Guilty Mom Pleasure: Reading Kid Books For Fun

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Reading young adult novels helps me sleep.
Reading young adult novels helps me sleep.

I’m a pretty serious reader. In my purse right now, I’m toting Mrs. Dalloway and a collection of Rilke’s letters. On my desk I have Tara Parker-Pope’s new book about the science of marriage, and Katherine Ellison’s memoir Buzz.

But I keep the good stuff on my bedside bookshelf. The haul right now: the first four Percy Jackson novels, Harry Potter 7 (which I’m rereading after the movie came out), and Into The Wild, a YA novel about a teenage girl who gets sucked into the world of fairy tales.

This is Mommy’s secret stash: a pile of YA books low on complex vocab words and high on adventure. I eat them like candy in the middle of the night, and dip into one when I’m lying down with a restless toddler for a midday nap.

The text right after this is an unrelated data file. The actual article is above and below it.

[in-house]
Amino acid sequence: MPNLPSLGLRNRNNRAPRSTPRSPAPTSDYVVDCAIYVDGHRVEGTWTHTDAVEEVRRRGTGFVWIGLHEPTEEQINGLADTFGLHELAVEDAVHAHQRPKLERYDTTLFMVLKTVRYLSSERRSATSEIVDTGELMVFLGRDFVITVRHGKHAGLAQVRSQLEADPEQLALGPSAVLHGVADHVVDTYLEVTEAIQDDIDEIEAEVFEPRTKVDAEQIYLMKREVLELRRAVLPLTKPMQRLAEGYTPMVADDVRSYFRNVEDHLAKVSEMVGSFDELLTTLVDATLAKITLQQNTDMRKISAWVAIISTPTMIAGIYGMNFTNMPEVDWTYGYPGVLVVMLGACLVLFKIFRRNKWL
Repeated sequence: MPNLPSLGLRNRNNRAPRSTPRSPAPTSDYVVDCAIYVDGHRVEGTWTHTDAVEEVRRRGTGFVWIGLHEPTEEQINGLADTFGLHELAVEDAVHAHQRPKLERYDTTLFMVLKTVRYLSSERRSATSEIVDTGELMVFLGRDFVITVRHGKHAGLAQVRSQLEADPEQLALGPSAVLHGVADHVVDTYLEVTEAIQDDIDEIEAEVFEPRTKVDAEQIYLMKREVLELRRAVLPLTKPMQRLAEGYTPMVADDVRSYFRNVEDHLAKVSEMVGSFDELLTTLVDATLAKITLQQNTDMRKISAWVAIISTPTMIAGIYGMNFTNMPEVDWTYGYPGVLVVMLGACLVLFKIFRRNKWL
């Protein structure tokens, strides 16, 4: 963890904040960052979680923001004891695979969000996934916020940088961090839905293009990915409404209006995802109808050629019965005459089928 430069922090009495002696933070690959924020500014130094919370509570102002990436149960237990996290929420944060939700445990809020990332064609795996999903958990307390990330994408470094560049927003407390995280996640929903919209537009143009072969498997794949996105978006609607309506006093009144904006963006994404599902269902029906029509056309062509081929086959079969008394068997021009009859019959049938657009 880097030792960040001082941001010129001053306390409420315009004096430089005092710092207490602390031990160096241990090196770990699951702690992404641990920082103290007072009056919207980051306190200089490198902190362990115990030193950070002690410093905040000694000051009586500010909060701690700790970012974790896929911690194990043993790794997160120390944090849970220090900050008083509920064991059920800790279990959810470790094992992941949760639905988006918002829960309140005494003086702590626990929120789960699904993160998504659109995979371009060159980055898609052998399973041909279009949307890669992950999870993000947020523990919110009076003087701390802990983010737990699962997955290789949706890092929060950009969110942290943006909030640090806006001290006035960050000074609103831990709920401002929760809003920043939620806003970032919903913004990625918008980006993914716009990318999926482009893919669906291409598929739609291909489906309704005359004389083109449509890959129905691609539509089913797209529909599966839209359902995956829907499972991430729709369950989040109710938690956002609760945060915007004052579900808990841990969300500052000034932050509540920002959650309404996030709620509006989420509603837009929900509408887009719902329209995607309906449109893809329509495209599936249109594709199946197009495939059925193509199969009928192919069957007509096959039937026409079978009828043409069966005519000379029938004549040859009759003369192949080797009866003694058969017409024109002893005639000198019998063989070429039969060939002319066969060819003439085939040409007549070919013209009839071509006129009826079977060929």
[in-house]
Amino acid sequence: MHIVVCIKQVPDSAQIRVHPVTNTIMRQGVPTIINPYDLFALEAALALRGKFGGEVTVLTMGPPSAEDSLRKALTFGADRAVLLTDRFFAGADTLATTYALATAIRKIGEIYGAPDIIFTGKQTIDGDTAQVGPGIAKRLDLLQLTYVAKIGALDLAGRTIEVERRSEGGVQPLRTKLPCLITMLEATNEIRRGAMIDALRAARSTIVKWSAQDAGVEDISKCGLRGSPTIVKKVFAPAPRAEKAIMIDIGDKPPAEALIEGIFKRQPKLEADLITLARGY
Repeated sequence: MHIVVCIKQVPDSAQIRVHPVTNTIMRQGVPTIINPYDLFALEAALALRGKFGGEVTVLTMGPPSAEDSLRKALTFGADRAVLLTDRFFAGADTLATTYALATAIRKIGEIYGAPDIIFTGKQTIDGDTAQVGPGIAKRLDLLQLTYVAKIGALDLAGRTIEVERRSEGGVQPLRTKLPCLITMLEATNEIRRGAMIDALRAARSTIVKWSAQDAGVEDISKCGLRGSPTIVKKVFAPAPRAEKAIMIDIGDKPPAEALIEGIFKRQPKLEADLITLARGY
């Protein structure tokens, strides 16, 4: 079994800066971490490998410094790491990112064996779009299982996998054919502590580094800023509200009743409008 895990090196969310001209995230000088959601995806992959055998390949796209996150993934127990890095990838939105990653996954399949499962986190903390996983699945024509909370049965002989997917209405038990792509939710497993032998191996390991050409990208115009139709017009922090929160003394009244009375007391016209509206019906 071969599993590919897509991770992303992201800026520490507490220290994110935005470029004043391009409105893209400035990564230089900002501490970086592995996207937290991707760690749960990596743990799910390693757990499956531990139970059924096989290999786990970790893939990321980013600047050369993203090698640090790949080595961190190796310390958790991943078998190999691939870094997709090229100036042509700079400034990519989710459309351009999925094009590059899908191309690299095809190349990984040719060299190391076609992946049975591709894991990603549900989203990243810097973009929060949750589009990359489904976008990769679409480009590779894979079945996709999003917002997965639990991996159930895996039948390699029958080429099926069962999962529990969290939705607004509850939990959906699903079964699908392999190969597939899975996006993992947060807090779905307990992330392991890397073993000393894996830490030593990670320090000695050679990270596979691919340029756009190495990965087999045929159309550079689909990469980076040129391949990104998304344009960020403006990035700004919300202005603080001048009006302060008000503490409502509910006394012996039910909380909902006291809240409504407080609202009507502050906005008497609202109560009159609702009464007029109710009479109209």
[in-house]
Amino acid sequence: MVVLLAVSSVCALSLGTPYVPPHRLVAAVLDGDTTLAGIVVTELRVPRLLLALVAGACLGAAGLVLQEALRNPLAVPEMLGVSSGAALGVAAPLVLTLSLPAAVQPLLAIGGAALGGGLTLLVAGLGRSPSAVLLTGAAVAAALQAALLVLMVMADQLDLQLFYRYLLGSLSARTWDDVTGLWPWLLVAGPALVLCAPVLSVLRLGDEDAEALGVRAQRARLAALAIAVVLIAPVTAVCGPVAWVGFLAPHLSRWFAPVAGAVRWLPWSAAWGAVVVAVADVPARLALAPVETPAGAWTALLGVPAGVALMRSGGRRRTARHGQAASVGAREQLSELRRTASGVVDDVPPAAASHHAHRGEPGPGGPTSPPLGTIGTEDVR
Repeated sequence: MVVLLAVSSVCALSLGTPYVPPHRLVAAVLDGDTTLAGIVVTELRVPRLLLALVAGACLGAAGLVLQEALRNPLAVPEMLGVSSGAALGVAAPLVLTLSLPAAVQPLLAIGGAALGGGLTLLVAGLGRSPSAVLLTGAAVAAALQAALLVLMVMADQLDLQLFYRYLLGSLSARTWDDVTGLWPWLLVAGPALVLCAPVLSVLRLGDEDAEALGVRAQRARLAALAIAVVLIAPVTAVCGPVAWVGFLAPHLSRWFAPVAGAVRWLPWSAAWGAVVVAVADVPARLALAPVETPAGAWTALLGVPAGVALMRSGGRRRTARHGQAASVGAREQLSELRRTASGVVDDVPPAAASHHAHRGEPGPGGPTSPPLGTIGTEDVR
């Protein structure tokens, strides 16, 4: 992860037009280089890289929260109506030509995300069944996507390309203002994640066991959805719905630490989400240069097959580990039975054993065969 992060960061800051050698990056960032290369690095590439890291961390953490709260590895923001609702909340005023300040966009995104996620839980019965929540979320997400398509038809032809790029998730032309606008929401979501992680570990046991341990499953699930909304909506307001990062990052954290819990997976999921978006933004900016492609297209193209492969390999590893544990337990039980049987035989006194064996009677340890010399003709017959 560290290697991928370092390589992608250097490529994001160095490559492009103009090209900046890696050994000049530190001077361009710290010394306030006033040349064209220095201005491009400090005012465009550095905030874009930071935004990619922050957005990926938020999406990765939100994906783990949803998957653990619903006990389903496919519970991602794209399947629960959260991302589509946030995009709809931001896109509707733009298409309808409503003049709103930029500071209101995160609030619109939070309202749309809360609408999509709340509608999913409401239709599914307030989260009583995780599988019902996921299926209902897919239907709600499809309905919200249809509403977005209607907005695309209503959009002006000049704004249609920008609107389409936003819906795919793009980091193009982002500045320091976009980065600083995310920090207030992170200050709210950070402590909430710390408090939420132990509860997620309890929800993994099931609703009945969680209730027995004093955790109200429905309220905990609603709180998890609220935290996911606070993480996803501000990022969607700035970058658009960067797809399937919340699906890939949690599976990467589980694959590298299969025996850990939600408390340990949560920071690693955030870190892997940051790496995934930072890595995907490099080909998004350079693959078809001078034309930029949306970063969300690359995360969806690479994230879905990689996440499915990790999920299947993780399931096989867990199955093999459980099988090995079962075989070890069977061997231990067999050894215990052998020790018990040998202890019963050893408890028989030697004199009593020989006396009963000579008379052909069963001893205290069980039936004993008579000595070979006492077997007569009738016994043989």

I’m not alone. Essayist Melissa Taylor tells Babble that Percy Jackson is her therapist. YA novels not only fascinate her, they keep her sane.

I know the feeling. I started on my grown up journey into the YA section when I was laid up after a car accident. I had a terrible concussion, and the Foucault essays I was reading for my graduate level literary theory class seemed to wander about the page like a colony of ants. Harry Potter, on the other hand, offered up riveting stories that my addled brain could take in.

From there I was hooked. Often I read YA books that one of the older kids in my life recommends, but sometimes it’s me suggesting books to them. In addition to the pleasure I get from these books, they keep me connected to the teens and tweens in my family.

Do you have a YA habit? What are your favorites?

Photo: TheGiantVermin

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